Adventure photography is all about telling a story. It’s about capturing powerful images that illustrate your travels to those not lucky enough to join you. In order to capture the perfect moment, you need a combination of strong camera technique and a keen eye.
The same is true of action cams. Capturing great footage is much easier if you come at it from a photographer’s eye. So here are 8 tips to help you capture great footage of your adventure and share it with the world.
Don’t get too distracted from filming. Most importantly, it’s about you having fun and sharing this experience with others. The following tips should prevent you from investing too much time and energy in creating and editing your videos and losing the fun for it in the process.
2. Have a plan
Before your “shooting” check out the location in-depth. Where can you attach your camera? What’s worth getting in the shot from the surroundings? Try out different camera angles by looking at the shots on the app and change the focus according to what you like most.
If you’re filming several days in a row, you should have a look at the video material in from time to time, so that you can get your intended result in the end.
Also remember to plan for enough memory space and to charge the battery or take spare batteries with you.
Try not to take a recording all in one shot. It’s better to film in shorter clips. This makes post-editing easier and allows you to find key scenes quicker. Consider which mood you want your video to have, which scenes are suited to intermediate cuts and how your video should essentially be put together.
By doing this, you avoid getting your first great ideas when you’re editing the photos afterwards, when you then don’t have any suitable material. To do this, put a storyboard together before filming.
3. Press the mute button
Whenever action cam footage is posted online, you may notice that there isn’t any sound. This is because the waterproof housings for action cams severely diminishes the sound quality and creates very tinny, muffled audio. Do everyone on the internet a favour and leave the sound off in the final edit. Or just add some nice music.
4. Have your camera ready
Nature doesn’t wait around for you to get your camera out. Especially wildlife! The best way to miss a great shot is to have your action cam in your bag. By the time you realise that you need to get your camera out, the moment is lost and that moose has wandered off.
Always have a camera to hand (or secured to your helmet!). Help protect it by having a secure strap and protective housing. You need to have your camera ready, but you don’t want to damage it.
5. Keep the camera low
Whether mounting an action cam to a human, ski, car, or mountain bike, the closer you mount it to the ground, the faster the moving object will appear to be travelling. Your footage will look much more intense with a close up shot like this. It takes the viewer on a rollercoaster ride!
6. Be steady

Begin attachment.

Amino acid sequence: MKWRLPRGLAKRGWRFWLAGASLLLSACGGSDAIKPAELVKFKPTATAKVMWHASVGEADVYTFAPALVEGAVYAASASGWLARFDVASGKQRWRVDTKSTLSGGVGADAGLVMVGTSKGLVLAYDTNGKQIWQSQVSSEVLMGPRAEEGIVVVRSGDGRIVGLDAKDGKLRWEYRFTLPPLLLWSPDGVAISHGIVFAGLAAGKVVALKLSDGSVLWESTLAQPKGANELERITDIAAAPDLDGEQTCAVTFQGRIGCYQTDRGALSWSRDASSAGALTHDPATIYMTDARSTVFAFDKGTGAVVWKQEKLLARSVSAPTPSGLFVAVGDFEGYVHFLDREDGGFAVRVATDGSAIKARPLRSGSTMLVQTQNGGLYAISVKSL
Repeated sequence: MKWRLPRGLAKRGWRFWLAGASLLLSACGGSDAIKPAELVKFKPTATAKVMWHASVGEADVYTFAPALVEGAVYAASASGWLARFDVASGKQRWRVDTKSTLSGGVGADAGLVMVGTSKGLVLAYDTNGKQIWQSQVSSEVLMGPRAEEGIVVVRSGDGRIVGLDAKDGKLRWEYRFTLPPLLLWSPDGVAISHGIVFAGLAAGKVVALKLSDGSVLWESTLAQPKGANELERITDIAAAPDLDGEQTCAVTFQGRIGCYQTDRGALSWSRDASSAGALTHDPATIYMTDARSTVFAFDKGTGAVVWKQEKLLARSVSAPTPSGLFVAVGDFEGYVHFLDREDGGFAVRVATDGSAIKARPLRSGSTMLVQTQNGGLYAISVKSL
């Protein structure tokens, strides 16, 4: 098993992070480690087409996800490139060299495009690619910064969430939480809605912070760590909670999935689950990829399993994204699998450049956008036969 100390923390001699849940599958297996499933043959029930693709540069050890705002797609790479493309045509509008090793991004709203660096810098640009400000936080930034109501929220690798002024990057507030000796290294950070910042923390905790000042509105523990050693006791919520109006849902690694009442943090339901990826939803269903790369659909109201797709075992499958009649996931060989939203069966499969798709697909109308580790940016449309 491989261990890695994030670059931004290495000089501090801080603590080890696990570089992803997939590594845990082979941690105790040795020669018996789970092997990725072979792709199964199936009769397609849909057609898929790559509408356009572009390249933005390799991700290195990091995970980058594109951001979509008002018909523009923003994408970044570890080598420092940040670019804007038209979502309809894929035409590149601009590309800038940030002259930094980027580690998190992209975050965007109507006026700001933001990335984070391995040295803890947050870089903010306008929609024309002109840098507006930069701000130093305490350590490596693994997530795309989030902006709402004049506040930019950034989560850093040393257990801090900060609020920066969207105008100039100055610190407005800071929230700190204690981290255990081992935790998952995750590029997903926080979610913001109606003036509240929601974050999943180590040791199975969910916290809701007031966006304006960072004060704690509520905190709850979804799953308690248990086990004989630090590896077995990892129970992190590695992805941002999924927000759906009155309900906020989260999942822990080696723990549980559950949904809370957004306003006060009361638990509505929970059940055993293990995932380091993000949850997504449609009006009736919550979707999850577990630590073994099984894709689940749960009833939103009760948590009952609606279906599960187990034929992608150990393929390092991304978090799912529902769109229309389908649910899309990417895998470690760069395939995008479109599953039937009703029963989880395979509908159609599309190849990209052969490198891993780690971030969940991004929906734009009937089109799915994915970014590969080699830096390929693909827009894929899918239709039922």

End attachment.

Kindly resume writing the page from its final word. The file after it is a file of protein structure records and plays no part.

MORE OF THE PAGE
A good, adjustable mount is essential for attaching your camera to objects, so that you can record your experiences in professional quality. High speeds and stutters can be frequent when filming with an action cam. It’s important that you properly attach your camera to an object so that it doesn’t shake too much.
Your cam should be as near to the hold point as possible to avoid shaking. Interlocking brackets are best suited to this. These are often made of plastic and you can add extra stability with tape.
However, keep the strength of the sticky tape in mind, since not every paint varnish can hold it. To make sure that you don’t lose your beloved camera, you can also bring a restraint cable.
7. Frame Your Shot
The use of leading lines is a technique designed to draw the viewer’s eye to the focal point of your shot. Usually, leading lines start at the bottom of the frame and guide the eye upwards and inwards, from the foreground of the image to the background, typically leading toward the main subject.
Imagine you’re driving down a long, straight road. Your eye is drawn inexorably down the parallel asphalt edges all the way to the vanishing point on the horizon.
Out in the wild, you can use hedges, cliffs or rivers as leading lines to pull the viewer into your image towards the subject of your shot.
Imagine a noughts and crosses board in your viewfinder. When you’re shooting a landscape image, try placing the horizon line on either the top or bottom third. When you have a main subject try placing it on one of the intersections of your imaginary noughts and crosses.
8.Break all of the Above!
These tips are pretty universal. And to prove it, just scroll through Instagram for 5 minutes. But the great thing about making your own action cam films is that you’re in control of the creativity. So mix it up!
Make your shots unique if you want them to stand out. Capture sequences from new angles, or from close up or far way. If you just try and recreate what others have already done, you may be left with a great moment, but it’s not unique to you and your adventure.
Written by Tanya Konovalova. Produced in collaboration with Socom Tactical, a premium airsoft retailer selling an extensive range of airsoft related items.